Major General John Sedgwick

Sedgwick’s star rose rapidly after the firing on Fort Sumter. He was commissioned a brigadier general, then was promoted to command a division and ultimately the Sixth Corps of the Army of the Potomac. He was beloved by his men, who called him “Uncle John.” One of his soldiers described him as “an old bachelor with oddities, an addiction to practical jokes and endless games of solitaire.” He fought at some of the war’s most famous battles: Antietam (where he was wounded three times), Chancellorsville, Gettysburg.

"The Death of General Sedgwick, Spotsylvania, May 9, 1864" by Julian Scott.

“The Death of General Sedgwick, Spotsylvania, May 9, 1864” by Julian Scott.

Commanding his corps at Spotsylvania Court House on May 9, 1864, Sedgwick was surprised to see his men dodging the fire of a distant sharpshooter. “What, what!” he proclaimed. “Men dodging this way for a single bullet? What will you do when they open fire along the whole line. I am ashamed of you.” Laughing, Sedgwick announced, “They couldn’t hit an elephant at this distance.” Almost instantly a bullet struck “Uncle John” just under the left eye. His lifeless body fell into the arms of his chief of staff.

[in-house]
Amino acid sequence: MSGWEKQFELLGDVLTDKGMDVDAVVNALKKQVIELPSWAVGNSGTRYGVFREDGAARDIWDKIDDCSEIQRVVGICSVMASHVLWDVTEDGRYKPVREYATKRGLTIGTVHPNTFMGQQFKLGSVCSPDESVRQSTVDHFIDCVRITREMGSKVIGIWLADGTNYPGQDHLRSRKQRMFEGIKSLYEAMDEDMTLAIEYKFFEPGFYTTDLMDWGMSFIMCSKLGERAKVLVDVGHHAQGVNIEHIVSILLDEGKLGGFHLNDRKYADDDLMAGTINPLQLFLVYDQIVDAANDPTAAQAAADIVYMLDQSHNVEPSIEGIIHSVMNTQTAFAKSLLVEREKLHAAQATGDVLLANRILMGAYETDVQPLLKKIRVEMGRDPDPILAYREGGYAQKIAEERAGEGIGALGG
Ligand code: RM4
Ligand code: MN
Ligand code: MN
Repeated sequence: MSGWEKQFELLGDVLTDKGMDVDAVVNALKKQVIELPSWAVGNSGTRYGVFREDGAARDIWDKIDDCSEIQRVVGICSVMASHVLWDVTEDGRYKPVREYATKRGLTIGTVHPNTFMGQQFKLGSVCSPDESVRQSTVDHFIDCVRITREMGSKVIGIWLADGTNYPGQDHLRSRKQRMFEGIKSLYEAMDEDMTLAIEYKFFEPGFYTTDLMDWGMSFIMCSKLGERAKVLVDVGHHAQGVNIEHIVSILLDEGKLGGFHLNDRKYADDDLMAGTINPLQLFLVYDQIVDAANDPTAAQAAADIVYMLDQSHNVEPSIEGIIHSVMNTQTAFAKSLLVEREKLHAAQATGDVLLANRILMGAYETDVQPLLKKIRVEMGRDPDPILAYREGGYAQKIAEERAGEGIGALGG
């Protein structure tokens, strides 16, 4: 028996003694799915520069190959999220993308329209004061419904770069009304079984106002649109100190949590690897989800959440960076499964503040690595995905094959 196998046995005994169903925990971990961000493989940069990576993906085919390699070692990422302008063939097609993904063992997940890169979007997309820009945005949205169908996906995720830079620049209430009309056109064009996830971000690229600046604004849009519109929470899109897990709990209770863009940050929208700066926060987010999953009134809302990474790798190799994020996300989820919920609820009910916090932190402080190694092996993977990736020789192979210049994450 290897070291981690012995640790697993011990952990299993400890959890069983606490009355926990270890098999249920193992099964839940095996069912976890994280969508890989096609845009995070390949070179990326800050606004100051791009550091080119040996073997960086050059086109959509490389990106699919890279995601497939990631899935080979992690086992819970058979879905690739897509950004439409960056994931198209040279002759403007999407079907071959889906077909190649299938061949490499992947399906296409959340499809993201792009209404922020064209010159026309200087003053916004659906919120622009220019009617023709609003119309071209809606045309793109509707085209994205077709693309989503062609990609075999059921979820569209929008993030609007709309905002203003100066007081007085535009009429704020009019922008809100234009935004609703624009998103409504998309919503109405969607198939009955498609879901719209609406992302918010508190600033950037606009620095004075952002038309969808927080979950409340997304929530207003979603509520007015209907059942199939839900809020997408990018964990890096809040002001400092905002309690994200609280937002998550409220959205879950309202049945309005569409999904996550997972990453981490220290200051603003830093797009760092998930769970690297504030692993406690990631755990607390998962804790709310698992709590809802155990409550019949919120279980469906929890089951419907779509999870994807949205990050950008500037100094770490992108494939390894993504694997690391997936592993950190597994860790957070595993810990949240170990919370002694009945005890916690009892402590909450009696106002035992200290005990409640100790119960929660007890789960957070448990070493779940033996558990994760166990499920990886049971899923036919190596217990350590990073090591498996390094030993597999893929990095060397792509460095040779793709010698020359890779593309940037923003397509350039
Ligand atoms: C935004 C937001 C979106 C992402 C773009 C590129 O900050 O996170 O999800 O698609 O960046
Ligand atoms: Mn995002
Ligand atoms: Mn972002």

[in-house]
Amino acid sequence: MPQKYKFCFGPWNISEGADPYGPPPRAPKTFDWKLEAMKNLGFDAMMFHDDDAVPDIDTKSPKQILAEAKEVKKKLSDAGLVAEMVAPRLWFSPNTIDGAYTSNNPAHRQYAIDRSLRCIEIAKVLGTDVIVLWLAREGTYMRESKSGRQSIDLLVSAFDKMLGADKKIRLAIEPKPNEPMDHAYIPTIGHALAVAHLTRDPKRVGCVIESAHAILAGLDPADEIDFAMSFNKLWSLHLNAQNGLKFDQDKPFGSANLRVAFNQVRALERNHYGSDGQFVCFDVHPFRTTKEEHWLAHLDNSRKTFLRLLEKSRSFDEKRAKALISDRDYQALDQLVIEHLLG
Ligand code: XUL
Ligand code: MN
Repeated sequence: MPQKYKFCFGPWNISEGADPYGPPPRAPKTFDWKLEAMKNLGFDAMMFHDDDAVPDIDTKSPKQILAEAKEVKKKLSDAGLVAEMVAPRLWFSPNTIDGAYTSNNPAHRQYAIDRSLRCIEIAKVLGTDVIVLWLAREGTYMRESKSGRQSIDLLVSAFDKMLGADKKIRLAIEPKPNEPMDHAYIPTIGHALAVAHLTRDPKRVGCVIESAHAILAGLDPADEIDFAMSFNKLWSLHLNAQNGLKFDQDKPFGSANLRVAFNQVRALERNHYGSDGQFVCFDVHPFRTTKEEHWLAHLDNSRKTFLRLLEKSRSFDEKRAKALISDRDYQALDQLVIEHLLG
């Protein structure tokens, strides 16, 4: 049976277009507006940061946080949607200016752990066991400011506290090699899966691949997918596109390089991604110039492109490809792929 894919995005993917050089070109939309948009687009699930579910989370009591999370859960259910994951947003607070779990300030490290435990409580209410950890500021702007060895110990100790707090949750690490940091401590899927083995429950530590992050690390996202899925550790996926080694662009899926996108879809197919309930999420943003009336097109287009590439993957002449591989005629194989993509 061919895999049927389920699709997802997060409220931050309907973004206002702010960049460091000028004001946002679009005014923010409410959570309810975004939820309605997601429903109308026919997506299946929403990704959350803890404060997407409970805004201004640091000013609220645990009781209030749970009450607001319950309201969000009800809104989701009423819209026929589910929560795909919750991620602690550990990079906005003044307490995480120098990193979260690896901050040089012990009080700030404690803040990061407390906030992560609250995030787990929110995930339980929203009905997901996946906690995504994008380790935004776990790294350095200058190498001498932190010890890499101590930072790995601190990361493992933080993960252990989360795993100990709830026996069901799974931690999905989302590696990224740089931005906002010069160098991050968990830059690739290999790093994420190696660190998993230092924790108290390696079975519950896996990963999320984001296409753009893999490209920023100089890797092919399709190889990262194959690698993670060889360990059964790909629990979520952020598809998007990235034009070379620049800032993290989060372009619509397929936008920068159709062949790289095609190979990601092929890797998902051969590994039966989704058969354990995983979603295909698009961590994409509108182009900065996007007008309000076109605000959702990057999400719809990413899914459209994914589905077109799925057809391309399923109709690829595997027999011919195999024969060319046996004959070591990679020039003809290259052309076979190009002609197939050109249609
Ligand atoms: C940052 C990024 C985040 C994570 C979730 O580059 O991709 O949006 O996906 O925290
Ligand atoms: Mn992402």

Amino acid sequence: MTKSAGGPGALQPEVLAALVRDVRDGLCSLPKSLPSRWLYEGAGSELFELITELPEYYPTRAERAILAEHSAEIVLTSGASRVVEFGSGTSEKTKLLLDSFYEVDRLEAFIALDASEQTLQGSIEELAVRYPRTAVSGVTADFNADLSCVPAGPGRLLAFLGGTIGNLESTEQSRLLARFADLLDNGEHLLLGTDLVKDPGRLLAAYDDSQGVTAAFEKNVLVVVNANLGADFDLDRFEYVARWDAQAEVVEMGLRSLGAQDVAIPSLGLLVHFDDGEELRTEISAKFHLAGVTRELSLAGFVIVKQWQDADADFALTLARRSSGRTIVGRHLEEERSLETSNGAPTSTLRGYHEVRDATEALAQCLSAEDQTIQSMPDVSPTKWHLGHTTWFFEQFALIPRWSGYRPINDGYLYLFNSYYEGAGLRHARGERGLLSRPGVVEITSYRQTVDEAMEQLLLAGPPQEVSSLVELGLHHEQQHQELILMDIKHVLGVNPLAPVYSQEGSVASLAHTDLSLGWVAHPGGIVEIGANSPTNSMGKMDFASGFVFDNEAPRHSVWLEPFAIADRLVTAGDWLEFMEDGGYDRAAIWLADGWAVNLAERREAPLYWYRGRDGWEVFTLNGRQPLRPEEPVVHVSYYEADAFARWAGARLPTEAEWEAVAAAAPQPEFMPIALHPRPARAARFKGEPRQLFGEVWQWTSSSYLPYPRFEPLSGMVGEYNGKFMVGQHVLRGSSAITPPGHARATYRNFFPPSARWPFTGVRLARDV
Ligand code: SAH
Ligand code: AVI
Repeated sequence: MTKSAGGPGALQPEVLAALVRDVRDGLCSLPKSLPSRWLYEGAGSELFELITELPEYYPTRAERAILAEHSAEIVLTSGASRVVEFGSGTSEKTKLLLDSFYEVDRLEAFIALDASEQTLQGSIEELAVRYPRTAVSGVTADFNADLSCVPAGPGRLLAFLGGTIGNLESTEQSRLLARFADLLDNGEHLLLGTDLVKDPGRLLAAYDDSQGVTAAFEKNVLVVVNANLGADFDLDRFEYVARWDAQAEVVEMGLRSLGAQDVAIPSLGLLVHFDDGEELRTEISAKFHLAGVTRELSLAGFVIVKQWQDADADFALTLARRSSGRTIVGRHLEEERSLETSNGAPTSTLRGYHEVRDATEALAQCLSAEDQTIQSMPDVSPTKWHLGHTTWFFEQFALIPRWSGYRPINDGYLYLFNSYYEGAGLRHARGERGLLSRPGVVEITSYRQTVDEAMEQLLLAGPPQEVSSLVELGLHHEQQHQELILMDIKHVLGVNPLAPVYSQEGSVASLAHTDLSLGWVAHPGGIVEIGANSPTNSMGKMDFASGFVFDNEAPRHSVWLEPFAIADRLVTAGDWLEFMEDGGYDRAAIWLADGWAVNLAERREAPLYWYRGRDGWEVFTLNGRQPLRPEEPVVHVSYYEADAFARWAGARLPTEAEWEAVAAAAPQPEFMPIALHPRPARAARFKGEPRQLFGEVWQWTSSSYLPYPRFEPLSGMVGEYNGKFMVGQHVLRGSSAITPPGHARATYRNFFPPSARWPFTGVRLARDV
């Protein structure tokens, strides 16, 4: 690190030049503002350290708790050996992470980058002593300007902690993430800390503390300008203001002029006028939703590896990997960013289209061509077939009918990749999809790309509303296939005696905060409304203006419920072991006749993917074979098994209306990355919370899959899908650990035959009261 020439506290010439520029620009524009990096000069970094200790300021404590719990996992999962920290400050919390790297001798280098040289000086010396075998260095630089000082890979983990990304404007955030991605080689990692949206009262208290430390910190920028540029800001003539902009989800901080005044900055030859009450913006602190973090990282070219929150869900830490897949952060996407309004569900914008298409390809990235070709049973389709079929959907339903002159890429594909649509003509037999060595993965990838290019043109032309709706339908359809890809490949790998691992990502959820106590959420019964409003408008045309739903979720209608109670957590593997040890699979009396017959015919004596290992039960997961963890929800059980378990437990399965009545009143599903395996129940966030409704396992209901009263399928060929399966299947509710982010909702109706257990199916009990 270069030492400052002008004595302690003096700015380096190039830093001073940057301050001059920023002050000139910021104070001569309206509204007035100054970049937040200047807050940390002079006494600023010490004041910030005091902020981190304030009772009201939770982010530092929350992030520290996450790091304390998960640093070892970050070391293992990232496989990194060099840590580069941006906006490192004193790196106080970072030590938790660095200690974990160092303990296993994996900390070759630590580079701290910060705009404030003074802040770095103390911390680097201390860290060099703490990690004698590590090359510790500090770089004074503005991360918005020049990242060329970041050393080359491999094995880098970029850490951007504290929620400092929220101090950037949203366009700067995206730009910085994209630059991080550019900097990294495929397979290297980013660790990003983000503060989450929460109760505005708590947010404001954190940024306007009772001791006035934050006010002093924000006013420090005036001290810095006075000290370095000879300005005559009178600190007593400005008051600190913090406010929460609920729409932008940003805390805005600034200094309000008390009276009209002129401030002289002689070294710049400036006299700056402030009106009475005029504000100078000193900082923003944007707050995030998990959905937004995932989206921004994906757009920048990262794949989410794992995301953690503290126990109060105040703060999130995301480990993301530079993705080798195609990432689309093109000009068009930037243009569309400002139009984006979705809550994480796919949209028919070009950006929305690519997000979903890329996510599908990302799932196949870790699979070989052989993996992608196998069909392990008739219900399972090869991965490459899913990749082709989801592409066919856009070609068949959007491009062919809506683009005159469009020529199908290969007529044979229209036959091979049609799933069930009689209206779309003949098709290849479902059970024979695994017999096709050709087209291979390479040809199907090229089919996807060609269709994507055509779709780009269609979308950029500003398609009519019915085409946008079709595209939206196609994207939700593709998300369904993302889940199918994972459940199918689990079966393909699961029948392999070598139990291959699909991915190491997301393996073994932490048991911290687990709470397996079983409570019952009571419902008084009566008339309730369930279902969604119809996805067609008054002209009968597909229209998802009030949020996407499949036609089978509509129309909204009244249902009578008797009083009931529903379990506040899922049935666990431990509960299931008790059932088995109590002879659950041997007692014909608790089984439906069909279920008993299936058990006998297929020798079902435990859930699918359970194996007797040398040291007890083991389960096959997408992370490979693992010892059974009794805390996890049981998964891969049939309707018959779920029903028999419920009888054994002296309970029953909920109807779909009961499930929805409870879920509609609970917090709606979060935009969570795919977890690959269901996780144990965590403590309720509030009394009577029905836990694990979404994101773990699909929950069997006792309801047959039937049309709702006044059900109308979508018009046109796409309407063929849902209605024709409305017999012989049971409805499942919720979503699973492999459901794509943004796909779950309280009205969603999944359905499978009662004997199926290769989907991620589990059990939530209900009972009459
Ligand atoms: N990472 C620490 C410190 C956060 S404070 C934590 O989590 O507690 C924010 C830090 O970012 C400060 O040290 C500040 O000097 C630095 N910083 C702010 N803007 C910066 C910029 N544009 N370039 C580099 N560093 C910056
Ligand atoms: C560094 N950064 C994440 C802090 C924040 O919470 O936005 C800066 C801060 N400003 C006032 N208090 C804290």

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Sedgwick’s body was taken to Washington, DC, where a military procession was held. Another procession was held in New York City. More than 2,000 people turned out for the Cornwall Hollow funeral. In 1892, the Grand Army of the Republic marked the grave with an obelisk bearing the Greek Cross, symbol of Sedgwick’s beloved Sixth Corps. In 1900, Mr. and Mrs. Carl Stoeckel, friends of the general’s sister, erected the monument across the street, which bears the names of the Mexican and Civil War battles in which the general fought, and the inscription “the fittest place where man can die is where man fights for man.”